|Original author(s)||David Woodhouse|
|Initial release||March 18, 2009|
8.02 / January 16, 2019
It was originally written as an open-source replacement for Cisco's proprietary AnyConnect SSL VPN client, which is supported by several Cisco routers. As of 2013[update], the OpenConnect project also offers an AnyConnect-compatible server, ocserv, and thus offers a full client-server VPN solution.
The OpenConnect client added support for Juniper Networks' SSL VPN in version 7.05,. A fork then developed support for Palo Alto Networks' GlobalProtect VPN, which was included in the version 8.00 release.
Cisco AnyConnect VPNs utilize TLS to authenticate and configure routing, then DTLS to efficiently encrypt and transport the tunneled VPN traffic, and can fall back to TLS-based transport where firewalls block UDP-based traffic. The DTLS protocol used by Cisco AnyConnect servers was based on a non-standard, pre-release draft of DTLS 1.0, until support for the DTLS 1.2 standard was added in 2018.
OpenConnect and ocserv implement an extended version of the AnyConnect VPN protocol (which has been proposed as an Internet Standard), within an open-source project unaffiliated with Cisco. Both OpenConnect and ocserv strive to maintain seamless backwards-compatibility with Cisco AnyConnect servers and clients.
The OpenConnect client also implements Juniper and GlobalProtect VPN protocols. These have a very similar structure to the AnyConnect protocol: they authenticate and configure routing over TLS, except that they use ESP for efficient, encrypted transport of tunneled traffic (instead of DTLS), but they too can fall back to TLS-based transport.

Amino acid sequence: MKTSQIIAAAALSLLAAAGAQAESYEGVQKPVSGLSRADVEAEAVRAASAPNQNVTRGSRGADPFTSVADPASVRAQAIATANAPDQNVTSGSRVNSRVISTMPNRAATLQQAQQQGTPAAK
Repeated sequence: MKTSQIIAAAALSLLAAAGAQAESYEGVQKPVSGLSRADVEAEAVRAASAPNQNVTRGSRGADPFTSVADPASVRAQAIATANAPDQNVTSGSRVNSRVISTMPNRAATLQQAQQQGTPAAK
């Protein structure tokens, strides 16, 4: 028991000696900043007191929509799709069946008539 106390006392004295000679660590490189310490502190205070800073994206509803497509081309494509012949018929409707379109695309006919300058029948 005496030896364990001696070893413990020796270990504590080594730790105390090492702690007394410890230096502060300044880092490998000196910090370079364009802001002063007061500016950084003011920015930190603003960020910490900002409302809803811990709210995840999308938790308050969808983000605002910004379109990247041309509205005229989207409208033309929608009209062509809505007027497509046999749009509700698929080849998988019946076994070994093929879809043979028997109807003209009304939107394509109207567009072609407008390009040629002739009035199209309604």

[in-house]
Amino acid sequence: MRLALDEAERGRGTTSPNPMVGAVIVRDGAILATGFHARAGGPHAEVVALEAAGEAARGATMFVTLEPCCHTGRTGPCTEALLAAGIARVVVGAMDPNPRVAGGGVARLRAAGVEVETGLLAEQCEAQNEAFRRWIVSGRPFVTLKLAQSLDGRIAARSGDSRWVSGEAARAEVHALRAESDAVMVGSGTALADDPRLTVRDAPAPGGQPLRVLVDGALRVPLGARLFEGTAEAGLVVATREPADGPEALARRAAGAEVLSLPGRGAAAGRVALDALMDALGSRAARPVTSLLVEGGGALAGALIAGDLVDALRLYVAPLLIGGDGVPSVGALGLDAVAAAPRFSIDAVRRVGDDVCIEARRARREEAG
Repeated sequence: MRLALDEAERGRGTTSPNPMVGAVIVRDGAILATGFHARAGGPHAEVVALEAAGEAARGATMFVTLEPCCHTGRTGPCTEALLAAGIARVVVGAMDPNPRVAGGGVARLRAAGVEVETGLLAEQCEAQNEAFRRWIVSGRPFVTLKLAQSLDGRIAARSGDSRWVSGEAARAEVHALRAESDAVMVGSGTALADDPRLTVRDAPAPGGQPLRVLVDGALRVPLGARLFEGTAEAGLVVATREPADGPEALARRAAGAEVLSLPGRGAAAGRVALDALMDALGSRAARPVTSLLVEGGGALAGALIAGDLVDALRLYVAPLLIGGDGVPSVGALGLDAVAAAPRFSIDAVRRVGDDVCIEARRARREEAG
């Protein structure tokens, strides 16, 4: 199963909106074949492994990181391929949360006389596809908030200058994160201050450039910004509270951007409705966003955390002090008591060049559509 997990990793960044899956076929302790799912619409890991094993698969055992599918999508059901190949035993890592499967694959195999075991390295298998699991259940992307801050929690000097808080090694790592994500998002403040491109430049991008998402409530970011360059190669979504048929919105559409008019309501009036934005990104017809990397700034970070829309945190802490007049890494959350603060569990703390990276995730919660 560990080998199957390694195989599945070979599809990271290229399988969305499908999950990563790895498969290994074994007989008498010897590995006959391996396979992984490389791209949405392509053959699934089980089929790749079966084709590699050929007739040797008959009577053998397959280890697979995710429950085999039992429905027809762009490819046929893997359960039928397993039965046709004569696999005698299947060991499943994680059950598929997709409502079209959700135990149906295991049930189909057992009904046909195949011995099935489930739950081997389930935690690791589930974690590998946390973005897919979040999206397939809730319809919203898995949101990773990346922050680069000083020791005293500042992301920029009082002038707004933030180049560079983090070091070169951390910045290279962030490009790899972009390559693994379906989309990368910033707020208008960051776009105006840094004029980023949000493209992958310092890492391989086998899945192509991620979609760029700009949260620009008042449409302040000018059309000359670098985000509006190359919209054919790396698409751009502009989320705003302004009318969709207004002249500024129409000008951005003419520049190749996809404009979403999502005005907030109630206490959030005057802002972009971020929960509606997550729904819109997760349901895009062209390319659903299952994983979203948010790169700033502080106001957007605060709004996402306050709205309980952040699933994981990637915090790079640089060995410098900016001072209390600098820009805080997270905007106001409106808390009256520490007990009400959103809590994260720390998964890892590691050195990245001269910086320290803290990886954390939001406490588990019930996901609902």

The OpenConnect client is written primarily in C, and it contains much of the infrastructure necessary to add additional VPN protocols operating in a similar flow, and to connect to them via a common user interface:
- Initial connection to the VPN server via TLS
- Authentication phase via HTTPS (using HTML forms, client certificates, XML, etc.)
- Server-provided routing configuration in a standard format that can be processed by a vpnc-script
- Data transport phase via a UDP-based tunnel (DTLS or ESP), with fallback to a TLS-based tunnel
OpenConnect is available on Solaris, Linux, OpenBSD, FreeBSD, MacOS, and has graphical user interface clients for Windows 2000/XP/Vista/7, GNOME, and KDE. A graphical client for OpenConnect is also available for Android devices, and it has been integrated into router firmware packages such as OpenWrt.
- infradead.org - OpenConnect: Changelog.
- ""Development of OpenConnect was started after a trial of the Cisco client under Linux found it to have many deficiencies …"". Infradead.org. Retrieved 2018-08-13.
- ocserv home page.
- dlenski/openconnect on GitHub
- "OpenConnect 8.00 release". Lists.infradead.org. Retrieved 2019-01-05.
Tiso, John; Scholfield, Mark D.; Teare, Diane (2011). Designing Cisco Network Service Architectures (ARCH): Foundation Learning Guide. Foundation Learning Guides (3 ed.). Cisco Press. p. 464. ISBN 9781587142888. Retrieved 2013-06-13.
Cisco AnyConnect is a Cisco implementation of the thick client. Because the SSL VPN network extension runs on top of the SSL protocol, it is simpler to manage and has greater robustness with different network topologies such as firewalls and Network Address Translation (NAT) than the higher security of IPsec.
- Mavrogiannopoulos, Nikos (2013-11-17). "nmav's Blog: Inside an SSL VPN protocol". Nmav.gnutls.org. Retrieved 2018-08-13.
- "Release Notes for the Cisco ASA Series, 9.10(x)". Cisco. December 12, 2018.
- N. Mavrogiannopoulos (October 2018). The OpenConnect VPN Protocol Version 1.1. IETF. I-D draft-mavrogiannopoulos-openconnect-02.
- "Openconnect graphical client". GitHub. Retrieved 2014-10-28.
- "NetworkManager". gnome.org. Retrieved 2014-10-28.
- "NetworkManagement". kde.org. Retrieved 2014-10-28.
- cernekee. "Android UI for OpenConnect VPN client". GitHub. Retrieved 2014-10-28.
- "VPN Overview". openwrt.org. Retrieved 2018-03-15.
Some useful usage information.